How is Candy disadvantaged in Of Mice and Men?

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shake99 | Teacher | (Level 3) Senior Educator

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Candy is a minor character in John Steinbeck’s Of Mice and Men. However, “minor” does not mean unimportant. The character of Candy serves a very important function.

Candy is disadvantaged physically in that he lost a hand in a machinery accident some years before. Since he is unable to do the work of the other ranch-hands, he has been given the job of keeping the bunkhouse clean. Steinbeck uses Candy’s physical disability to compliment the mental disability of the more important character of Lenny.

Just like Candy is no longer “whole,” Lennie is also an incomplete person in the sense that he lacks the intelligence and perspective of a normal adult. Candy, however, has this intelligence and perspective, and realizes that he will someday cease to be a useful human being. He foreshadows Lennie’s fate when he tells George that he wishes somebody would just shoot him when he gets old and crippled.

Thus, Candy’s disability helps Steinbeck prepare the reader for what will happen to Lennie at the end of the story.

 

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e-martin | College Teacher | (Level 1) Educator Emeritus

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Candy is disadvantaged in two major ways, he is old and he is missing a hand.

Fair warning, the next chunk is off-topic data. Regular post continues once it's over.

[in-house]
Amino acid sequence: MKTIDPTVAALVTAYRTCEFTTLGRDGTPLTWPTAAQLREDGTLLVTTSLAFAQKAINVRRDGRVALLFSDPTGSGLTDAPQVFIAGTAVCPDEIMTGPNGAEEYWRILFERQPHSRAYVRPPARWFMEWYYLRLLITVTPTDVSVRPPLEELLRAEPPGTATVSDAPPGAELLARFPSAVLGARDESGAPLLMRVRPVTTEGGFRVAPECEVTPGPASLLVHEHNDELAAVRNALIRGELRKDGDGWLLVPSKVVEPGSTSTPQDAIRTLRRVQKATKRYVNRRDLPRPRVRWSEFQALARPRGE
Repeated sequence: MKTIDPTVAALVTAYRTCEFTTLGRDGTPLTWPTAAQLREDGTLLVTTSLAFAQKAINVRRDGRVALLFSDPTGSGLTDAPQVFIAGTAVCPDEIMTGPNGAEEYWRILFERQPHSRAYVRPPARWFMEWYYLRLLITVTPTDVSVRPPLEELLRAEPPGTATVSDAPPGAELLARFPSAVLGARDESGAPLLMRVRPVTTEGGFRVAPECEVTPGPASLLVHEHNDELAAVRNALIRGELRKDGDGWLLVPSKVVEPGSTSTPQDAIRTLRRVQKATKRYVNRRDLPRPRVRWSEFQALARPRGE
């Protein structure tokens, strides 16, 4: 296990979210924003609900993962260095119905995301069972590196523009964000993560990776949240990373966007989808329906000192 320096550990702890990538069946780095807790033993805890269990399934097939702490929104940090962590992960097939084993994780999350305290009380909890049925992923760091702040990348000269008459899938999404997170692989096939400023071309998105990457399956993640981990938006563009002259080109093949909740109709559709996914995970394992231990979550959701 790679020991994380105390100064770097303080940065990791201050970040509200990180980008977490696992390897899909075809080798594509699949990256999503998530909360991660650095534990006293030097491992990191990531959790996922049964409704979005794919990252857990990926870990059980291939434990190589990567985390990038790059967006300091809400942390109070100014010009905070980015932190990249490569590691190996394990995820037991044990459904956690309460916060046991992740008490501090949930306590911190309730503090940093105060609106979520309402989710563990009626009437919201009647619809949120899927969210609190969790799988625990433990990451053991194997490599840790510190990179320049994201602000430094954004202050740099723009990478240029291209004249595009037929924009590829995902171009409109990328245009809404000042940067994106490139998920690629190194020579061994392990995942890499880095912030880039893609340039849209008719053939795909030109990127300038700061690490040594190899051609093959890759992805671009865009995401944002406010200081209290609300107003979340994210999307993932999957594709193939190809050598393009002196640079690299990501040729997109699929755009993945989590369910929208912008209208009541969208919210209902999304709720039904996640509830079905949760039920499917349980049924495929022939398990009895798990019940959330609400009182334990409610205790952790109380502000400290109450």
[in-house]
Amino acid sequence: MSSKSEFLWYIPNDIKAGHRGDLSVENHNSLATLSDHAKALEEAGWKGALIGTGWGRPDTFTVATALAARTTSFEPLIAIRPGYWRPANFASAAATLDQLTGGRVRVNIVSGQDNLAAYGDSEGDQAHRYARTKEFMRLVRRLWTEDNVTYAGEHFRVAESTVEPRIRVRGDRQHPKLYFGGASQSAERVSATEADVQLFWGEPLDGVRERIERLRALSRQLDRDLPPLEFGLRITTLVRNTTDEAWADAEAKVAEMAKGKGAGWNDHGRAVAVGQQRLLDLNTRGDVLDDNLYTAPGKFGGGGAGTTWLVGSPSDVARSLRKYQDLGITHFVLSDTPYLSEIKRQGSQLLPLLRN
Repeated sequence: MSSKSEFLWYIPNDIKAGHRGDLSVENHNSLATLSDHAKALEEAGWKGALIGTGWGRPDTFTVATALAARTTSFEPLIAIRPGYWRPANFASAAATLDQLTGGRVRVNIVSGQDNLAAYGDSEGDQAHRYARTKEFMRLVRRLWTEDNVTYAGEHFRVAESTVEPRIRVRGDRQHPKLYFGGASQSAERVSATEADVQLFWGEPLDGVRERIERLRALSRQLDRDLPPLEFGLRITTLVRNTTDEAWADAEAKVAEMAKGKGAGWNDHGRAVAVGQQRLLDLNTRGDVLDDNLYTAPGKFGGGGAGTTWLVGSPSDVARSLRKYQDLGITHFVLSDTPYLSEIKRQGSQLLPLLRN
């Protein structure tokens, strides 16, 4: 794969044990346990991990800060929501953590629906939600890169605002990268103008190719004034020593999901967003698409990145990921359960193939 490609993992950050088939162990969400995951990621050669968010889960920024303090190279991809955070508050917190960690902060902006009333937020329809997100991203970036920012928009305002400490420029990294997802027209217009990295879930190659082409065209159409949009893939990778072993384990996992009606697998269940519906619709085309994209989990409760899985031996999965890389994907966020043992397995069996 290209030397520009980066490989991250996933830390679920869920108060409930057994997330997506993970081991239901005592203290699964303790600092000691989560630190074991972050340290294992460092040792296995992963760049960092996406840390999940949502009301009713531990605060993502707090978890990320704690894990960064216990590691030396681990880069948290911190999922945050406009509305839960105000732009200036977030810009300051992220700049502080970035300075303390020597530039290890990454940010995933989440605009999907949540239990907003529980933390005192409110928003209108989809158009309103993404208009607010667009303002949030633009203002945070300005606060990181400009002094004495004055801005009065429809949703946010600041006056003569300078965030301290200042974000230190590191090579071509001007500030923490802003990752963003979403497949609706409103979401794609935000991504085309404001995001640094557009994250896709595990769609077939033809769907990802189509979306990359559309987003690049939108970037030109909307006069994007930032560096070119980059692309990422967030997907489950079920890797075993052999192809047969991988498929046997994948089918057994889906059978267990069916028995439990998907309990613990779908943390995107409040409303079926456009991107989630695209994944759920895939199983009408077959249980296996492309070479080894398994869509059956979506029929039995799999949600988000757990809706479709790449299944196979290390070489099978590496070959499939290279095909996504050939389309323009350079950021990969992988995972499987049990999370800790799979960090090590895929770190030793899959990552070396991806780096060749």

These two characteristics reduce Candy to a marginal status on the ranch. He does what he can, but he can't do much. Candy cleans the bunk house and serves as host to new-comers like George and Lennie.

Due to Candy's physical handicaps, he has no power at the ranch. Morally and socially speaking he is also handicapped as the heirarchy on the ranch is largely determined by physical ability (which is a major factor in Slim's status at the top of the social ladder in Of Mice and Men - he is a great skinner; very physically gifted.)

We can see how Candy's social position is one of disadvantage when he is convinced to allow Carlson to shoot his dog. Candy does not want to kill his dog or to have it killed, but he defers in his opinion to Slim and the others.

Though all this is certainly true of Candy, he also possesses the advantage of not being in need of work. He can quit because he has some money. He is a white male and this also gives him some social advantages over the demographically disadvantaged characters of Crooks and Curley's wife.

 

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